‘Charitable dollars’ are only truly charitable when they are under communal control.

Rabbinic authorities are clear that funds that an individual has promised to charity but that have not yet actually left his or her control are not considered charitable funds and receive no preferential treatment. This is true even if the promise is irrevocable (like the status of foundations in modern tax law). Money is only considered charity in Jewish law once it is placed under communal ownership or distributed to poor people. Actual charitable dollars get special treatment around investment risk; pledges do not.

The way philanthropy is practiced today in the secular world represents a radical shift. Wealthy individuals sometimes create foundations endowed in their names and receive an immediate tax deduction. They also frequently receive positive press for their generosity. Yet the wealthy individual—or their proxies, on the board of a closely held family foundation—remains in control of where to donate the money, and no money has yet made it to the hands of a needy person.

On the one hand, from a Jewish perspective, such foundations do not violate any prohibitions. Judaism sees no inherent problem with accumulating wealth and designating it for various purposes, as long as wealth is acquired in ethical ways and one’s focus in life remains on the things that are truly important (such as helping those in need, deeds of kindness, and studying Torah). On the other hand, in Jewish tradition, private foundations do not qualify as a communal charitable endeavor worthy of granting exemptions from the typical rules of equitable risk-sharing in investment. Foundations are really a form of private individual capital (intended for a charitable use). As such, Jewish tradition would encourage foundations to maintain a minimum payout rate in line with individual charitable giving: 10% for the average person, and up to 20% for wealthier people. This is a far cry from the average foundation payout rate today of 5% to 7%.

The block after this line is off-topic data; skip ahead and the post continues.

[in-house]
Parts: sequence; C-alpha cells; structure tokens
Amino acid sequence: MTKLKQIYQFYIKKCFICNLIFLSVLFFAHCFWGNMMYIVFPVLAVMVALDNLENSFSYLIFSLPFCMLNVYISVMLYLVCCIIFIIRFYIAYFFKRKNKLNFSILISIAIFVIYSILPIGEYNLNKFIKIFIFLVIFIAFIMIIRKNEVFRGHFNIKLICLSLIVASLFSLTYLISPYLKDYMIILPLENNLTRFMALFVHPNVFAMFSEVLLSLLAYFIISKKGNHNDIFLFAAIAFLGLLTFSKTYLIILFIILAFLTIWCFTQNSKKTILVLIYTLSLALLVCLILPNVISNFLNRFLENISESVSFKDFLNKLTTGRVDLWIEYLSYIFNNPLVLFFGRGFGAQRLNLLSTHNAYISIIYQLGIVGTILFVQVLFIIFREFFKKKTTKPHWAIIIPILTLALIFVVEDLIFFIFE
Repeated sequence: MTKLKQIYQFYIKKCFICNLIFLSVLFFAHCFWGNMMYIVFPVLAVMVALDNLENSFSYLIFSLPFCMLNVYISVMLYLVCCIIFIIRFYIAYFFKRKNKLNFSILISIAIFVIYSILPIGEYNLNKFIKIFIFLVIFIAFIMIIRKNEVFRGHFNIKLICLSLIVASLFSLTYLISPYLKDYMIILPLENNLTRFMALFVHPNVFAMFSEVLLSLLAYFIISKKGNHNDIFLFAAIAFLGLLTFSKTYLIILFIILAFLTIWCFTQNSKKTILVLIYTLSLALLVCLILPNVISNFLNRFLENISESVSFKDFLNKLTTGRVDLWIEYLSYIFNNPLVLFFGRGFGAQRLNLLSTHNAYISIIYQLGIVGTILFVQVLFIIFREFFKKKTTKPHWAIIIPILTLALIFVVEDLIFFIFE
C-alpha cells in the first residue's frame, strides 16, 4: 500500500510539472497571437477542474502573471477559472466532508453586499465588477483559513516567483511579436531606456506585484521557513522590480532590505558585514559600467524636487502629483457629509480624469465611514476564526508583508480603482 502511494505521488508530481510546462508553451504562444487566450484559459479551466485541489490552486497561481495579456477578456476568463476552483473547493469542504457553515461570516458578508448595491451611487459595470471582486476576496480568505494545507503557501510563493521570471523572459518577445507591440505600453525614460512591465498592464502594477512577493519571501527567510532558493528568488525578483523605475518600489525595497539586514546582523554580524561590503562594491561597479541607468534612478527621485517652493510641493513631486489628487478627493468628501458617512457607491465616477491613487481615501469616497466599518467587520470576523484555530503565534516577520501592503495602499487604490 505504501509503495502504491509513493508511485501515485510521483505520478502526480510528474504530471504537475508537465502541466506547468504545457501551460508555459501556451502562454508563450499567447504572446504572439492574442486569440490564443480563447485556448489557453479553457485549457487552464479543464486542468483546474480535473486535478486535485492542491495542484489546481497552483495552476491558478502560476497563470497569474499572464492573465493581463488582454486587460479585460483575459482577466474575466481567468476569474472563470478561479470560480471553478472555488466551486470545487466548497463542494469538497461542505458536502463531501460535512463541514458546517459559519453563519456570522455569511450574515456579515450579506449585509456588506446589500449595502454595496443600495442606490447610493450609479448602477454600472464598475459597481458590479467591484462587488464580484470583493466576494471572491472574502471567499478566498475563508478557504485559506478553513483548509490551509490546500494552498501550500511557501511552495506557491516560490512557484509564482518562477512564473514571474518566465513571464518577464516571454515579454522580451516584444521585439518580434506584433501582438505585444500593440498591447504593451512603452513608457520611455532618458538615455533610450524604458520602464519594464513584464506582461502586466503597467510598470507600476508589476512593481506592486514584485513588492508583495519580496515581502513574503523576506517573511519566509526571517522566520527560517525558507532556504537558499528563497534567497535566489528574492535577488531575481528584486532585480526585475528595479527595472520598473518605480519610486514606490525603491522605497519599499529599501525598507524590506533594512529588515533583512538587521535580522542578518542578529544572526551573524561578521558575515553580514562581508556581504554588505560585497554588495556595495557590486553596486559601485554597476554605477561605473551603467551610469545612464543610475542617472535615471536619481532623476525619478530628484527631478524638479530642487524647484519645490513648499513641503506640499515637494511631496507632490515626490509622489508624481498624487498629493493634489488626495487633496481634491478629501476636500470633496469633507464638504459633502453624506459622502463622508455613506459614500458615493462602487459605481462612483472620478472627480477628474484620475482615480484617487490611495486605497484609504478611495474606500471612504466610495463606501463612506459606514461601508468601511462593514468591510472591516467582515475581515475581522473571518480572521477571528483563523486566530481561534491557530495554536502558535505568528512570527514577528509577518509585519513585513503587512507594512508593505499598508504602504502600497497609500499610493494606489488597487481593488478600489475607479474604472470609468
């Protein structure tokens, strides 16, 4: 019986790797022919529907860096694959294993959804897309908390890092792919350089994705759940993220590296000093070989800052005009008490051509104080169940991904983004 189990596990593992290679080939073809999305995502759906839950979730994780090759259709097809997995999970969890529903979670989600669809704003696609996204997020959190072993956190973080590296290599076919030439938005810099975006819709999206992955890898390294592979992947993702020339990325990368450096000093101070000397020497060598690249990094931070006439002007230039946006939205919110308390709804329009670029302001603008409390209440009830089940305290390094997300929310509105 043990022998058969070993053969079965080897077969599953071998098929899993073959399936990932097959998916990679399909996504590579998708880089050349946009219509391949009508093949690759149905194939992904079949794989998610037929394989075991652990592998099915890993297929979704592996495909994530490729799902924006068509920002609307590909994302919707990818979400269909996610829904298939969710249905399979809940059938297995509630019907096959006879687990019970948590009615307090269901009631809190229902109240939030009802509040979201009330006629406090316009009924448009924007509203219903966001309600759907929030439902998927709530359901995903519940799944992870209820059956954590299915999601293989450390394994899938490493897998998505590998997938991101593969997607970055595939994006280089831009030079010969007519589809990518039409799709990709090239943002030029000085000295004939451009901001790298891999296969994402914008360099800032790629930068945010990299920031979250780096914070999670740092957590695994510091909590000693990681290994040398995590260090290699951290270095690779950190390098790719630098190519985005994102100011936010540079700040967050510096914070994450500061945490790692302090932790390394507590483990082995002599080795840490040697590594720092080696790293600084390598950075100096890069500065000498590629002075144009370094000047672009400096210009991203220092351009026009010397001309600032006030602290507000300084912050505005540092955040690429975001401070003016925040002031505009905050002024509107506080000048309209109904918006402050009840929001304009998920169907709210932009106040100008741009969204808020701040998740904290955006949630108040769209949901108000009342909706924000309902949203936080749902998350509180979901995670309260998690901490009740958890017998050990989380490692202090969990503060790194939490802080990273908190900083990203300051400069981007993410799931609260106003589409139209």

The conversation about communal endowments is also only a part of a broader conversation about Jewish values and how they ought to influence our investments. For example, Jewish law would prohibit investing in tobacco as a violation of the Torah’s precept to “not stand idly by the blood of your neighbor”—so, too, a Jewish endowment should avoid investing in tobacco. Similarly, Judaism exhorts us to do whatever we can to make a positive difference in the world, especially when doing so does not cost us anything, a principle known in the Talmud as zeh neheneh ve’zeh lo chaser (literally, “this one benefits while that one suffers no loss”). So, too, would Jewish ethics demand that 100% of our endowment capital be invested in ways that achieve positive impact, especially when impact investing does not require a sacrifice of financial return.

When I worked directly with Jewish institutions to transition their investment portfolios to Jewish values-based investing, I witnessed firsthand how pressure is mounting on Jewish institutions to move past “traditional” investing and transform our investment capital into a tool to positively impact the world. Some of that pressure is external, reflecting a growing awareness of the problems with business as usual—accelerating climate devastation, growing inequality, and the compounding effects of systemic racism. Some of the pressure is coming from within the Jewish community and organizational stakeholders, including young people of my generation (I am in my early 30s) who understand that change is easier than many might claim and are demanding that it happen faster.

Jewish institutions have been maintaining pooled endowment funds for thousands of years, and our community will maintain endowments for the foreseeable future. They ought to and increasingly are seeking to bring Jewish values into their decisions and to invest in a way that transforms the world toward a more sustainable future. And we all have a role to play to help them get there.

Rabbi Jacob Siegel is currently writing a book on Jewish wisdom and socially responsible investing. Most recently he served as Director of Engagement for JLens Investor Network.